By Justin Taylor, Head of Retail EMEA, Cushman & Wakefield
Today, retail is less and less about ‘going to a shop to buy something’, as traditional retail models are slowly eroded. Shops are beginning to sell and educate around a lifestyle, more than ‘things’; for example, Rough Trade (the music shop/café/co-working space with in-store performances and events, plus beauty and homeware concessions for good measure) or Rapha (the cycling shop with a café, bar and community offering).
While these concept shops are in interesting territory when it comes to actual in-store sales, there’s no doubt that these immersive brand meccas give something back to the shopper, serving several complex functions beyond selling merchandise. Increased dwell time and brand loyalty are things all retailers are fighting for, in a world where the next generation of shoppers’ focus is what’s ‘in’ today, instead of any long-term bond with a brand. I’m talking, of course, of Millennials and Generation Z, who strive for flexible working, events, integration, collaboration and everything experiential. The key to their world is flexibility.
All in all, it’s an exciting time for the consumer. But landlords and owners alike are part of an on-going race to make sure that their developments and schemes match these changing expectations.
The main challenge owners face, especially in new-builds and redevelopments, is how to keep their mixed-use schemes one step ahead of an industry where revolutionary acts are gaining speed. Designing, planning and building now for a changing occupier market is no easy feat, yet across the globe, owners are seeing the benefits of this model. From larger schemes like London’s Battersea Power Station, a 3.5 million sq. ft. regeneration including offices, retail, arts, leisure, restaurants, residential, to smaller one-building developments, such as The Granary Building at Kings Cross, now home to Central Saint Martins Arts College as well as restaurants, offices, retail and leisure, such projects are shaping the new frontiers of success.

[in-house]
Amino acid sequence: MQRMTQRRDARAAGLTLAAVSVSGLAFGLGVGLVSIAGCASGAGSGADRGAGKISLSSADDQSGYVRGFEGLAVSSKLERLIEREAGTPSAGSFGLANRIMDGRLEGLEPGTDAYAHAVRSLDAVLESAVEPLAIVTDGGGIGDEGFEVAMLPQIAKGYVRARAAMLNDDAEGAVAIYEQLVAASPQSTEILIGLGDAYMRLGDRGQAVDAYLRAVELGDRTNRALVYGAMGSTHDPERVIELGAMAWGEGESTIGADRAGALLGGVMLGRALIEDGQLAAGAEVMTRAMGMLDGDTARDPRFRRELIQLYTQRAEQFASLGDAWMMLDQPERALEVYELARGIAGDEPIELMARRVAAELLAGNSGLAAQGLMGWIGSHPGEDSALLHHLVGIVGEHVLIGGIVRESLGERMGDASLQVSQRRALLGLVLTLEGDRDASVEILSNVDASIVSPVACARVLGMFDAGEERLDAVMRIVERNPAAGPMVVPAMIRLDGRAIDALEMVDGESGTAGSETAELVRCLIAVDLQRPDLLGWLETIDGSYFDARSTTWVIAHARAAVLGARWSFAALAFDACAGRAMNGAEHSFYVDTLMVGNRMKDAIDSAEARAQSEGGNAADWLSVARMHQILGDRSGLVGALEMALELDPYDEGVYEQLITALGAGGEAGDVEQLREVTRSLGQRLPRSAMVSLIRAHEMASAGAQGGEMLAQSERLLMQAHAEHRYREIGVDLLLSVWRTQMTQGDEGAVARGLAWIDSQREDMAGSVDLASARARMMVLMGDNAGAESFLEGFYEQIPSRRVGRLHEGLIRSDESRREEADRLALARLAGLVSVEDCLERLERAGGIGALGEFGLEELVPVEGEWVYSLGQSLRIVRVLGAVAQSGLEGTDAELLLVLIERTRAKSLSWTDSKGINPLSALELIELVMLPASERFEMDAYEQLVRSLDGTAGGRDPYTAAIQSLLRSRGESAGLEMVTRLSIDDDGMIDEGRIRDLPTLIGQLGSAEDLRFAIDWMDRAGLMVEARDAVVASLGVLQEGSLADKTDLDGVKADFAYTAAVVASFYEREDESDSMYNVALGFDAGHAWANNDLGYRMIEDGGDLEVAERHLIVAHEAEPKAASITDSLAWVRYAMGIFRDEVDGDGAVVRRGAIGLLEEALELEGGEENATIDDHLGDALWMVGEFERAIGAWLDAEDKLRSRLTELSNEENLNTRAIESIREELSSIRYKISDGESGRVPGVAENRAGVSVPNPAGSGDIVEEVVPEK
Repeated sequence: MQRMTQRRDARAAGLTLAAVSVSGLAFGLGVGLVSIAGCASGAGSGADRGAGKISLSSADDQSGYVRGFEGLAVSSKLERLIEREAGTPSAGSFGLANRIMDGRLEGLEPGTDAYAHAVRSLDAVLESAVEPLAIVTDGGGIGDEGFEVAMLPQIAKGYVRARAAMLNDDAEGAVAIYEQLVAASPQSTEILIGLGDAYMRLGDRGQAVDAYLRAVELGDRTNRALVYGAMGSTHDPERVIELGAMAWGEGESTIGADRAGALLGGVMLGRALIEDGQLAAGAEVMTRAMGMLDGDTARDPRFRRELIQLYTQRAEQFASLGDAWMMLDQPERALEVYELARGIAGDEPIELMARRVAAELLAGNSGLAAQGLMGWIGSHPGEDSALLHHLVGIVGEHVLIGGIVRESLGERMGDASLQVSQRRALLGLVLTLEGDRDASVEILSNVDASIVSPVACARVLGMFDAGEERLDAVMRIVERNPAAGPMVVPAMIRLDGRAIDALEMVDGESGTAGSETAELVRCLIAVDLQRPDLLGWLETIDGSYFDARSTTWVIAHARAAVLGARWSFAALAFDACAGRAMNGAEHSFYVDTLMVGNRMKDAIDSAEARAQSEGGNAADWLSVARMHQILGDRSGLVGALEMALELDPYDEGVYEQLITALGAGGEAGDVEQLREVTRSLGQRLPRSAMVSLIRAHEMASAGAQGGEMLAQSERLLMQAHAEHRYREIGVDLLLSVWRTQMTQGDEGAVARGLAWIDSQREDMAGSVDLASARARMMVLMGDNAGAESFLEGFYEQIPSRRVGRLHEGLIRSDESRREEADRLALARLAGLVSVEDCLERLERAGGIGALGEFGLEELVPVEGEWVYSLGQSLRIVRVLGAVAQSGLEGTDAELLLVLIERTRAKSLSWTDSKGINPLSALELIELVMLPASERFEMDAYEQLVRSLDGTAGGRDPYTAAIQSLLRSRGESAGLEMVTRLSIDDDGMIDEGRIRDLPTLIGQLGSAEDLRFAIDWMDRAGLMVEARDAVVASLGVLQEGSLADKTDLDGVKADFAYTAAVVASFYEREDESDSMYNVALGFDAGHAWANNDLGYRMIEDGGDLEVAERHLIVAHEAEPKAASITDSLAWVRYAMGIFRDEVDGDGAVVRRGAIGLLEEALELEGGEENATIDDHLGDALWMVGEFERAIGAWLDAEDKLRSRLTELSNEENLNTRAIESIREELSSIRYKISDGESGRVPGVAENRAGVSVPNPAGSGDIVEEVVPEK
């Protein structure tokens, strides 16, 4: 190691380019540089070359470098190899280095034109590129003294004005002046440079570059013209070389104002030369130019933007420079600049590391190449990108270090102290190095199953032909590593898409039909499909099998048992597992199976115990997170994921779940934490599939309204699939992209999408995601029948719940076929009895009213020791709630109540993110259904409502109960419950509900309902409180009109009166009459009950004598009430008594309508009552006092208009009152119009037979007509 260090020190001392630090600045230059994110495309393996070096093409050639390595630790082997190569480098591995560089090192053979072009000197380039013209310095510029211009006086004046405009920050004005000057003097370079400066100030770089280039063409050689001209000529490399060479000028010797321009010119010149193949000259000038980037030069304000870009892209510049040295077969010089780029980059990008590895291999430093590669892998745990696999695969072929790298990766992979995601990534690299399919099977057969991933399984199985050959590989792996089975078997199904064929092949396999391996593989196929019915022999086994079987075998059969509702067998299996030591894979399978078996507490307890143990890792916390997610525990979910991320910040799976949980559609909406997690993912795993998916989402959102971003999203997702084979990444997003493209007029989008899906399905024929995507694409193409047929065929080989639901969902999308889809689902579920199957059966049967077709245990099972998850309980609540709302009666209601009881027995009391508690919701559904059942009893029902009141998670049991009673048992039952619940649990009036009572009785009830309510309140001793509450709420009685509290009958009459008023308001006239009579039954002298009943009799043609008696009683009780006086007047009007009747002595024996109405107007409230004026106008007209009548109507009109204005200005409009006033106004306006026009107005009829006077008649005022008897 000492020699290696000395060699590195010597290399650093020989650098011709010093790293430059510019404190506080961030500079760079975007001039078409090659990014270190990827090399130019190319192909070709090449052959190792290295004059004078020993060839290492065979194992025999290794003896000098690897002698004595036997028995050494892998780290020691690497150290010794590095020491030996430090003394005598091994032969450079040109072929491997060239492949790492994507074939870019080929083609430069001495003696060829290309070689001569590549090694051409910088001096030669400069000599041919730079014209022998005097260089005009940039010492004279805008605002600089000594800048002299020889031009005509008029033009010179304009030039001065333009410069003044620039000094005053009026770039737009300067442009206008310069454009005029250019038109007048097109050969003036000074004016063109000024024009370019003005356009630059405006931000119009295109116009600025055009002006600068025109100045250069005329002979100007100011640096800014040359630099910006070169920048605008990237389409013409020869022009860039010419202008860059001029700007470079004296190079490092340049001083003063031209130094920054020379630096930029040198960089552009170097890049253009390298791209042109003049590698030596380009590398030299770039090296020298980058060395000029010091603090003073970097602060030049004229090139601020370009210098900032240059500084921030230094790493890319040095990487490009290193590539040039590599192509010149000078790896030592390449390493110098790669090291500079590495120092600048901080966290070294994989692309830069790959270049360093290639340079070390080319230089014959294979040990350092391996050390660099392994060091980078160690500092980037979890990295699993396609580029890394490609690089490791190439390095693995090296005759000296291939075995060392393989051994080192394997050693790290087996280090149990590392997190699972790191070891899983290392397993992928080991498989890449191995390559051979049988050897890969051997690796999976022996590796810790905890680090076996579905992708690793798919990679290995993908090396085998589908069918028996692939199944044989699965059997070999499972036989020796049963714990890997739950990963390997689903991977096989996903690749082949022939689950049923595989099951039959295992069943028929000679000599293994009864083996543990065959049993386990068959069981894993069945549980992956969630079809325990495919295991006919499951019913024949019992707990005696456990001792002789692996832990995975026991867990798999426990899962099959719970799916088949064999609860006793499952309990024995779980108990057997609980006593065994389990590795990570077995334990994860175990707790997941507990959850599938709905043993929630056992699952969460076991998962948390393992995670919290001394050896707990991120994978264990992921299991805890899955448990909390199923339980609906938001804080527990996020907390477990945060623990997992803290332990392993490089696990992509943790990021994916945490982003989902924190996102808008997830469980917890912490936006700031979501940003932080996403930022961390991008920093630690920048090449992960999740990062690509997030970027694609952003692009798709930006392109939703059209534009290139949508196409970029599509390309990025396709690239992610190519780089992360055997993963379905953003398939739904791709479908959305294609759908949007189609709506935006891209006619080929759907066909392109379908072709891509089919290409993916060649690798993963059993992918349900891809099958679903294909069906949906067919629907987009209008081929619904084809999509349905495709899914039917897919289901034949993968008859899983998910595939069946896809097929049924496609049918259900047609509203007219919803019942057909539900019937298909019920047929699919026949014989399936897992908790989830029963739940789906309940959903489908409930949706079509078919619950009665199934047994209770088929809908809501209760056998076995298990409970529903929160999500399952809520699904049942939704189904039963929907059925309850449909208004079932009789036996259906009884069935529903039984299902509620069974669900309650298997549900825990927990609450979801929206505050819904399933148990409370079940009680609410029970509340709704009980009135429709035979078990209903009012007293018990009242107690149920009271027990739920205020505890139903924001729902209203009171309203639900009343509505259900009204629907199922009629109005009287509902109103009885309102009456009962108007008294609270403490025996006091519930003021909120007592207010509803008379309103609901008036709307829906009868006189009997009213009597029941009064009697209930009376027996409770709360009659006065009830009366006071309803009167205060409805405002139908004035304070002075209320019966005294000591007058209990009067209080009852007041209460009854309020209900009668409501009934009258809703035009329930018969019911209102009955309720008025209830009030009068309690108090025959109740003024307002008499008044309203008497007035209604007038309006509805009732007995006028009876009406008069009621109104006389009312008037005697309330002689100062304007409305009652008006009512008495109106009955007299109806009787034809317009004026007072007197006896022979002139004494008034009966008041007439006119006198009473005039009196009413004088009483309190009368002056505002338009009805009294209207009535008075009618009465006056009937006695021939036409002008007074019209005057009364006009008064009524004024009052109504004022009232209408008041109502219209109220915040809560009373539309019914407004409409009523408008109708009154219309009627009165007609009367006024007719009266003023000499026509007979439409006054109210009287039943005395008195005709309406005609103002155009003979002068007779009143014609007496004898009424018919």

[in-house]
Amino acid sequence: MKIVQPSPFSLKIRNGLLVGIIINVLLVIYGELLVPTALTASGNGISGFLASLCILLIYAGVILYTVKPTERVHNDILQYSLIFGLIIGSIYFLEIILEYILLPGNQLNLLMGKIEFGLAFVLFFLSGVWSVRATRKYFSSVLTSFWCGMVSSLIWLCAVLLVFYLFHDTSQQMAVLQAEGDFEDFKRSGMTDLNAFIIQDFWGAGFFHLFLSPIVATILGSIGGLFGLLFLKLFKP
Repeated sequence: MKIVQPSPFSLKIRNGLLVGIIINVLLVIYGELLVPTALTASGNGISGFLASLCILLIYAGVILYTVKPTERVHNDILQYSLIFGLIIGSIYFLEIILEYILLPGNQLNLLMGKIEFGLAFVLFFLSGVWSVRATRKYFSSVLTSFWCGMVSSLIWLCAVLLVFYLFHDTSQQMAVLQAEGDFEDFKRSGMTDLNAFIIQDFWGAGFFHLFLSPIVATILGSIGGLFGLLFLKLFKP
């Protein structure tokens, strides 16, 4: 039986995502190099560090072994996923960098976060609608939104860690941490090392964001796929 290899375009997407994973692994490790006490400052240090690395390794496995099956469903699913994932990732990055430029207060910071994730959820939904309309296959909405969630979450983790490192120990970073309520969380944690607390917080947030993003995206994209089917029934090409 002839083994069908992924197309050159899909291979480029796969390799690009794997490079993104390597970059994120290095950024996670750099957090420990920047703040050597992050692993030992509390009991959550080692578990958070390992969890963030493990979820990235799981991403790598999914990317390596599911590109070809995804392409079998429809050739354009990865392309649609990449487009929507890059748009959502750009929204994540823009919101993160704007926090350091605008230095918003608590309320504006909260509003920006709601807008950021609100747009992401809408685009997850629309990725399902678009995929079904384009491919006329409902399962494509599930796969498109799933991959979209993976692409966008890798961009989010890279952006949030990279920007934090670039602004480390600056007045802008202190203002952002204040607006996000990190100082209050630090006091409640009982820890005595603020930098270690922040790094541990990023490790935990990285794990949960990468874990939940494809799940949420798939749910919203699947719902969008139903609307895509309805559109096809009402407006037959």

Here owners can learn from the mindset of Millennials and Generation Z: flexibility. The challenge is to create an environment that can be moulded and personalised, a space that grows with the occupier, which can be shared, where there is culture but most of all, a place where everyone feels connected.
This piece was initially published by ICSC at the European Design Trends Conference in Warsaw, Poland. For more information on ICSC or for more information about our role in mixed use schemes across the UK & EMEA contact Jennifer McNeil